The US Federal Reserve’s balance sheet is now over US$4 trillion dollars. Congratulations!
According to the latest official numbers, it closed Wednesday 11 December at US$3.994 trillion, and would’ve probably surpassed US$4 trillion within minutes of the market opening the very next day. That’s because, despite the supposed economic recovery in the US, the Federal Reserve continues to monetise US$85 billion in Treasuries and mortgage backed securities every month.
Back in the good old days, when men were men and interest rates were not at the ‘zero-bound’, the Fed’s balance sheet was just US$878 billion. That was in January 2007. So in the space of seven years, the Fed has added over US$3 trillion dollars to its balance sheet.
US$3 trillion dollars…
It seems like a lot…and it is a lot. But the expansion hasn’t led to rampant inflation like many people predicted.
The Fed’s actions have merely prevented the full effects of a deflationary cycle from taking hold. They paid top dollar for billions worth of poor quality mortgage backed securities, taking them off bank balance sheets, avoiding the need for capital destructive writedowns.
Through their purchases of Treasury securities, the Federal Reserve helped keep interest rates low while the US government spent trillions to keep the economy afloat. Now, the US government’s debt-to-GDP ratio is over 100%, up from around 50% before the credit crisis.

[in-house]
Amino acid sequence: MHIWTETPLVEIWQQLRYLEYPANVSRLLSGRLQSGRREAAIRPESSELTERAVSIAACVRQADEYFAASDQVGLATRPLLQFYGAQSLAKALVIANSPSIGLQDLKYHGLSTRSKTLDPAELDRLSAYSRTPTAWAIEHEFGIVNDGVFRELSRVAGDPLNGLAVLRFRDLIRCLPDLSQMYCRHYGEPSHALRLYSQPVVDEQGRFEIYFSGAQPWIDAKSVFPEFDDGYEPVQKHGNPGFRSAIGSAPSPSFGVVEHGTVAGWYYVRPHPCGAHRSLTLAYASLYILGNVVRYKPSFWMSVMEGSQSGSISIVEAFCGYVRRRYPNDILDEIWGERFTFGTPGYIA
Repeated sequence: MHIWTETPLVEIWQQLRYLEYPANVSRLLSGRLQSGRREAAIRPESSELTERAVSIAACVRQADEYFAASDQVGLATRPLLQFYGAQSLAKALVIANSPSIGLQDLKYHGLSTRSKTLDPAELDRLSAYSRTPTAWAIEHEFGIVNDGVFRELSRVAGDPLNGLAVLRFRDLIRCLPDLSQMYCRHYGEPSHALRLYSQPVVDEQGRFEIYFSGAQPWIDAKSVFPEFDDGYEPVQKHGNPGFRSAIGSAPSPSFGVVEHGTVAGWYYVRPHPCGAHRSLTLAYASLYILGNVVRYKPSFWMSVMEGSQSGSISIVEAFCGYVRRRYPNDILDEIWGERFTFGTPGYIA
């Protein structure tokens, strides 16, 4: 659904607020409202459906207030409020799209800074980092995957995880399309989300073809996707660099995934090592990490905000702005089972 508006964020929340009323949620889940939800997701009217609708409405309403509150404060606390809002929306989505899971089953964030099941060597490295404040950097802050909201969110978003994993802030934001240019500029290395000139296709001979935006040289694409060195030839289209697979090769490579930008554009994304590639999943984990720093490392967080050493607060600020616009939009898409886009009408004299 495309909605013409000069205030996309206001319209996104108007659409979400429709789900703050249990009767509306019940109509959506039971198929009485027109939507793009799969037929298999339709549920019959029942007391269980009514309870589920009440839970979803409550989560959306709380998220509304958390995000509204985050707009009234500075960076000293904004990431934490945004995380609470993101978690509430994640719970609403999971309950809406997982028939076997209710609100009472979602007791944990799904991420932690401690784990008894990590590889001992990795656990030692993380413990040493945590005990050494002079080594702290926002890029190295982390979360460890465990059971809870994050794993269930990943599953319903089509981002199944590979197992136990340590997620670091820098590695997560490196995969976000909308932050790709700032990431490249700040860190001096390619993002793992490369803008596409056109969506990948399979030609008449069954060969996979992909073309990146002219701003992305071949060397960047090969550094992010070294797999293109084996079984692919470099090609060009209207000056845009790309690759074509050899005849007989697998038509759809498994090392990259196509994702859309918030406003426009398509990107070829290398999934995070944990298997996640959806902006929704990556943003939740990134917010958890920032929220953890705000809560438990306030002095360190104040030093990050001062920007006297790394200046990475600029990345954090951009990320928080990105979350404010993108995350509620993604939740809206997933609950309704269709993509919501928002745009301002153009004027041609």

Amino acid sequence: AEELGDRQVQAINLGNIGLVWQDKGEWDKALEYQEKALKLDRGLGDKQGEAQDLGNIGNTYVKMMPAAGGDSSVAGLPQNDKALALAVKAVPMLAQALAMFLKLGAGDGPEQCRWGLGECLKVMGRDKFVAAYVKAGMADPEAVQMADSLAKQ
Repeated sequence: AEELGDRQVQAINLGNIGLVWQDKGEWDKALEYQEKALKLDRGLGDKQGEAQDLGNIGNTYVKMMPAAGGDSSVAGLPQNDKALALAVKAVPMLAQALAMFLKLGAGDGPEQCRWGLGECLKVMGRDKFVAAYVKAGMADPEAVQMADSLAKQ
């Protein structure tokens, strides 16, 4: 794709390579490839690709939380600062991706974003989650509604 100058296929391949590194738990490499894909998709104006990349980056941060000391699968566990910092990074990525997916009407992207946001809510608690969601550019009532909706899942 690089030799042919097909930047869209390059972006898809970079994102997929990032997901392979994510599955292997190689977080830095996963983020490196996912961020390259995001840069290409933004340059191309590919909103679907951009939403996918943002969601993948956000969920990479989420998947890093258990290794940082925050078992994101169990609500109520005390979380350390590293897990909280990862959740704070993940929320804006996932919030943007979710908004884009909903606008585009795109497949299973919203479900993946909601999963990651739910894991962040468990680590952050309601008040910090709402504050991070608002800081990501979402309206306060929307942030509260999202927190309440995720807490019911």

We’re now five years into the ‘recovery’. It’s taken a lot of firepower to get the economy to this stage. Now, the moment of truth is here. The US Fed wants to start to ‘taper’ its asset purchase program. But ‘asset markets’ – the chief beneficiary of the Fed’s program – don’t like the sound of it.
But ‘asset markets’ – the chief beneficiary of the Fed’s program – don’t like the sound of it.
If the Fed does try to wind back its unprecedented intervention, the emerging markets will feel the pinch first. That’s because the flow of capital usually goes from the core to the periphery. The Fed is at the core of global finance these days. The electronic ‘money’ that it emits goes through the global banking system and out into the periphery (emerging markets).
When it hints at winding back the emission of dollars, markets on the periphery will suffer first as the flow reverses and moves back to the core.
The Fed began hinting at the beginning of the end for quantitative easing earlier this year. While it hasn’t damaged the US or the major developed equity markets yet, it has hit many emerging markets hard. Their currencies and asset markets have all taken a hit.
Being so dependent on Asia, Australia is considered somewhat of an emerging market too. Our currency, equity and bond markets have all taken a hit over the past month or so. But you can’t put it all down to the ‘taper’.
And you can’t blame China either. It’s still powering along, sucking in vast amounts of our iron ore and other raw materials. According to last month’s trade figures, China took in around 40% of our exports. That’s quite a dependency we’re developing.
So it is a good thing (until it is not) that China’s credit boom refuses to slow down. In November, total social financing (the broadest measure of credit growth) was 1.23 trillion yuan, or about US$200 billion. That’s US$2.4 trillion annualised. Massive.